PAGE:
Opinion | Today’s Opinions: The final hours of George Santos

Opinion | Today’s Opinions: The final hours of George Santos

Comment on this storyCommentAdd to your saved storiesSaveYou’re studying the Today’s Opinions publication. Sign as much as get it in your inbox.Unto us a star is … takenNow cracks a noble coronary heart. George Santos, as soon as congressman from New York, has formally been expelled from the House of Representatives. Good-night, candy prince; and flights of angels sing thee to thy relaxation.I might need discovered the drama this week surrounding the brazen, mendacious, entrancing Santos to be Shakespearean, however our columnists thought of it downright biblical. This week, Alexandra Petri wrote of “the eagerness of George Santos”; Dana Milbank wrote of his “final temptation.” Lord, have mercy.First, the gospel in line with Dana, who chronicled the defiant final hours of the New York Republican. From the second he poked “his Ferragamo-clad foot” out of a black Jaguar on Thursday morning to his final declaration pre-expulsion — “Take the vote. I’m at peace.” — Santos delivered extra of the mayhem that made him a family identify.But, behold, from the chaos was given unto us a reality: Santos decried this Congress as dysfunctional, ineffective and backbiting.“I couldn’t have stated it higher,” Dana writes.In Alexandra’s telling of the life and instances of the self-styled “Mary Magdalene of the United States Congress,” “he wished to depart anyway, as a result of everybody in Congress was too corrupt and he was accomplished with them.”Funny, as a result of a fast look on the concordance reveals some phrases that will counsel he match proper in: Botox, Hermes, fraud, election denial, OnlyFans, to call a number of. Indeed, Alex writes, “Lo, the bar is right here, however he has slid beneath even that bar.”Perhaps, although, the issue was us. Could we merely not make room in our hearts for a person as grand as George Santos? The Lord did say (in line with Alex), “He shall not be appreciated in his personal time, nor in Washington.”Maybe we’ll get one other likelihood. As Dana studies, the ever-serving Santos stated on his approach out, “I want I might do extra.” (From jail, Dana asks?)So with Advent’s season of holy anticipation now upon us, let the ready for the subsequent wonders start.Nikki Haley bides her timeSpeaking of ready, George Will writes that Nikki Haley has gotten very, superb at it. The former South Carolina governor’s “ascending candidacy” for the 2024 GOP nomination, he says, “is utilizing tactical reticence to achieve the correct second for turning into the final challenger standing towards Donald Trump.”Unlike many different commentators and armchair strategists, George doesn’t fault Haley for not but tilting at Trump. She, in contrast to the peanut gallery, should apply her “ideas to untidy realities” — specifically, Trump’s fabulous reputation.George suggests Haley schedule the head-on collision for Jan. 24, the morning after New Hampshire’s main. At that time, he coaches, draw the variations and consolidate everybody searching for an alternative choice to the previous president.Is Haley actually that completely different, although? Catherine Rampell writes that the supposed moderates within the GOP primaries won’t foment an revolt, certain, however they’d blow up authorities all the identical. As she argues, “many of their coverage proposals are basically a warmed-over Trump agenda.”Just take a look at Haley’s proposal to impose a five-year “time period restrict” on each federal worker. Do we actually wish to be changing each single air visitors controller twice a decade?This week was a tough one for followers of Sports Illustrated author Drew Ortiz. First, the journal purged his whole archive. Second, it turned out he had by no means actually existed; Drew Ortiz, like a number of different figures on the periodical, was a creation of synthetic intelligence.Rick Reilly had cherished his, uh, idiosyncratic writing on volleyball (“a little bit tough to get into, particularly with out an precise ball to observe with”) however now has to confront an uncomfortable reality: With the proliferation of AI writing, “journalism is getting faker than Velveeta.”Let the mac-and-cheese metaphor proceed: “If readers and viewers can’t belief us, then all of it comes aside like a first-grade macaroni tree.”Josh Tyrangiel performs a little bit satan’s advocate right here (straightforward to get into, even with out an precise satan to observe with). He notes that Mr. Ortiz’s volleyball pablum was an article meant to drive gross sales of volleyballs, of which Sports Illustrated would get a lower.If that’s going to be half of the SI portfolio, Josh asks, “shouldn’t people do formidable, unconflicted journalism and let AI do the grubby stuff?”Now zoom out. We’re not going to field out AI in every single place; Josh suggests we get sensible about selecting our battles.Sandra Day O’Connor, first lady on the Supreme Court, has died. Biographer Evan Thomas writes that the keys to her energy had been civility and self-restraint.From India, a authorities official allegedly hatched a plot to homicide an American, the Editorial Board writes. Now what?Megan McArdle explains why Hollywood appears to be shedding curiosity in its social justice initiatives. (It’s acquired so much to do with — shock! — cash.)It’s a goodbye. It’s a haiku. It’s … The Bye-Ku.Plus! A Friday bye-ku (Fri-ku!) from reader Barry C.:Santos goes on cash hunt;Have your individual newsy haiku? Email it to me, together with any questions/feedback/ambiguities. Have a fantastic weekend!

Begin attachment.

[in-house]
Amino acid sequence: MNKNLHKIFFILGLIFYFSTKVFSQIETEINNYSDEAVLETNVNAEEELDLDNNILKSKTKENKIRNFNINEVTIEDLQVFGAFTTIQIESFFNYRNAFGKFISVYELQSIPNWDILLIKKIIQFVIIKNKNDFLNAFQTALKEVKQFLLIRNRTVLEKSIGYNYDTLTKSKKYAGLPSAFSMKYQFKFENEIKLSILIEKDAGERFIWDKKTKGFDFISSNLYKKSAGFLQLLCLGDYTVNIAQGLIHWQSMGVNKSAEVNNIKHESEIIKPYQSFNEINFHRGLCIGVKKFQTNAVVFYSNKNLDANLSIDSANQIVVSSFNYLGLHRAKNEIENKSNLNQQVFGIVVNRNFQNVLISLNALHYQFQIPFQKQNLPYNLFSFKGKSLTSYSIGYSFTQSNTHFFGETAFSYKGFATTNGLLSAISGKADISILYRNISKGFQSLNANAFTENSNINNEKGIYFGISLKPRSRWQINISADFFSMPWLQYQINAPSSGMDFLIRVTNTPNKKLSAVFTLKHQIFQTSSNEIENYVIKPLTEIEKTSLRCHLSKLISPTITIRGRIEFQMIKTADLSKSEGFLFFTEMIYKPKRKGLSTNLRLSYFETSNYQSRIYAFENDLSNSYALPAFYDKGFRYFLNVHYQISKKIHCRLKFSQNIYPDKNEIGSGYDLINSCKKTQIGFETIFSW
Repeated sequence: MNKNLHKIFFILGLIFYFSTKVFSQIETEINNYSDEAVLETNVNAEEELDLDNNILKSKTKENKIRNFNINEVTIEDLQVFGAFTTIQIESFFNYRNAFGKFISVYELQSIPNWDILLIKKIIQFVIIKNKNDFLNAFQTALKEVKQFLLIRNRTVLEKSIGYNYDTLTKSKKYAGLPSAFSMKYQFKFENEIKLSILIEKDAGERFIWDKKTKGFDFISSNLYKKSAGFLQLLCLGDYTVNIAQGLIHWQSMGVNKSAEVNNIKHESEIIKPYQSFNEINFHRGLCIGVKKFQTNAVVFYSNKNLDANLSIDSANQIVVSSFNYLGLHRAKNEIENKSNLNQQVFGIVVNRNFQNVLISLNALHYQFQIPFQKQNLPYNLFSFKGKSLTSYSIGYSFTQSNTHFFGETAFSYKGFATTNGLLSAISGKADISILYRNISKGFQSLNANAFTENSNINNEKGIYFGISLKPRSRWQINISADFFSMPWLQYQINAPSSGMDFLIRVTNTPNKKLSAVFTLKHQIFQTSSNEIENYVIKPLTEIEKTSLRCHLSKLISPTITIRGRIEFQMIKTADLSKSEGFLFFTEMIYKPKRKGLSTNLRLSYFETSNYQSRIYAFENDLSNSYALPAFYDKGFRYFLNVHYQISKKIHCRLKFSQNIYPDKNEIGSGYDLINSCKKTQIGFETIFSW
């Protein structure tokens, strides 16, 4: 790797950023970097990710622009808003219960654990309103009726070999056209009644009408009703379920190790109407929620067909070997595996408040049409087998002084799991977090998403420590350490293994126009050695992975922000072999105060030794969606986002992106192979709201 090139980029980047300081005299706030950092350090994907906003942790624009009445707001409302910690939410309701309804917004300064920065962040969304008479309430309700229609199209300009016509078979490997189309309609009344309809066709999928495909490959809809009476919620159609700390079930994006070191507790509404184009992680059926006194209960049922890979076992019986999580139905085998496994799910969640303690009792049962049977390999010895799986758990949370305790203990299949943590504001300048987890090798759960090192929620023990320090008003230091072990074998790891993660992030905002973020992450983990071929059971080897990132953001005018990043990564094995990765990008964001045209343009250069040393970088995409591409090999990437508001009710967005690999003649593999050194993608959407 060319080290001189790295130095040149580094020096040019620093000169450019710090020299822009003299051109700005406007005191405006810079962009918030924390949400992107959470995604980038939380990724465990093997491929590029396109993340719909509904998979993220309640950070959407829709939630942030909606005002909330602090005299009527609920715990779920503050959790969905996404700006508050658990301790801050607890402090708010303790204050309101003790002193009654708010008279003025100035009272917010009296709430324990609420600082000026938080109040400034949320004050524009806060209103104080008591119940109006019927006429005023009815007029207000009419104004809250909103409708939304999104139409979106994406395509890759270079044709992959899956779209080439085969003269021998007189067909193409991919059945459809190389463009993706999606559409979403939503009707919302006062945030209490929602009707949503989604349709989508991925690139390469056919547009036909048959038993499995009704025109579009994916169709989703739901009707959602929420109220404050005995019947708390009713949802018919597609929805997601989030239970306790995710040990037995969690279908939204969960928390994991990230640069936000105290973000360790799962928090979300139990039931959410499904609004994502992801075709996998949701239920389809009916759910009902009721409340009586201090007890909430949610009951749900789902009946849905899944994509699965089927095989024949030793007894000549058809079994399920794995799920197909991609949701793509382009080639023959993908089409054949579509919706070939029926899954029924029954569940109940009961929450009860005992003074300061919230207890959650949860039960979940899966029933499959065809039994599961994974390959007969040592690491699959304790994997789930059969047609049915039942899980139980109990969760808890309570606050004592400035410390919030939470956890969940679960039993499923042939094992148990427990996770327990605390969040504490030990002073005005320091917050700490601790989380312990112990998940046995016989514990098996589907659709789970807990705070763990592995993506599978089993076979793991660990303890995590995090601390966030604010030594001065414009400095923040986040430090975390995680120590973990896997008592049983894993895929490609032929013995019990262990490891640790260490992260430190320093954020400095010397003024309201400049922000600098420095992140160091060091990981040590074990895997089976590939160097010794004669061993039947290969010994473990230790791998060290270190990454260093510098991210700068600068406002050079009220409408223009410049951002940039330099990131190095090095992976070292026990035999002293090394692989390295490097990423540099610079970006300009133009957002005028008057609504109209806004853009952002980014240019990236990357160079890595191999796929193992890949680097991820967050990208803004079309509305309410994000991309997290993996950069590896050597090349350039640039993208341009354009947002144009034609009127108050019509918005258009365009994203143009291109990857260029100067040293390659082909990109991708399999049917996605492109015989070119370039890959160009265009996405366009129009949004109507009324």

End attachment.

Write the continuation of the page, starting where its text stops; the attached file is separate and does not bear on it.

https://www.washingtonpost.com/opinions/2023/12/01/george-santos-expelled-nikki-haley-sports-illustrated-ai/

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